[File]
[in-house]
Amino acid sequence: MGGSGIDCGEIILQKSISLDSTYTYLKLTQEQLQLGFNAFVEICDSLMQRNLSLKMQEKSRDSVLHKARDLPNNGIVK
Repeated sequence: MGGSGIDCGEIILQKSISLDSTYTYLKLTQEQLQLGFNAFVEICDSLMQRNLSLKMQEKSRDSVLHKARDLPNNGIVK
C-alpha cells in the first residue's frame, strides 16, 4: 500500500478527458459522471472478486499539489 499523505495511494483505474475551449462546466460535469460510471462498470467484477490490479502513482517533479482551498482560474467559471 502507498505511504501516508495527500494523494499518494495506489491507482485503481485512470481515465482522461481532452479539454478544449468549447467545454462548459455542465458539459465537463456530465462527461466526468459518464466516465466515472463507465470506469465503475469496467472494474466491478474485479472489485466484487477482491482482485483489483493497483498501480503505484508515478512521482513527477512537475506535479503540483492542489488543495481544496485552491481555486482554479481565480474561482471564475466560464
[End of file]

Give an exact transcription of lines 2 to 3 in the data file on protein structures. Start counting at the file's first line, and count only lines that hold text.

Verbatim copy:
Amino acid sequence: MGGSGIDCGEIILQKSISLDSTYTYLKLTQEQLQLGFNAFVEICDSLMQRNLSLKMQEKSRDSVLHKARDLPNNGIVK
Repeated sequence: MGGSGIDCGEIILQKSISLDSTYTYLKLTQEQLQLGFNAFVEICDSLMQRNLSLKMQEKSRDSVLHKARDLPNNGIVK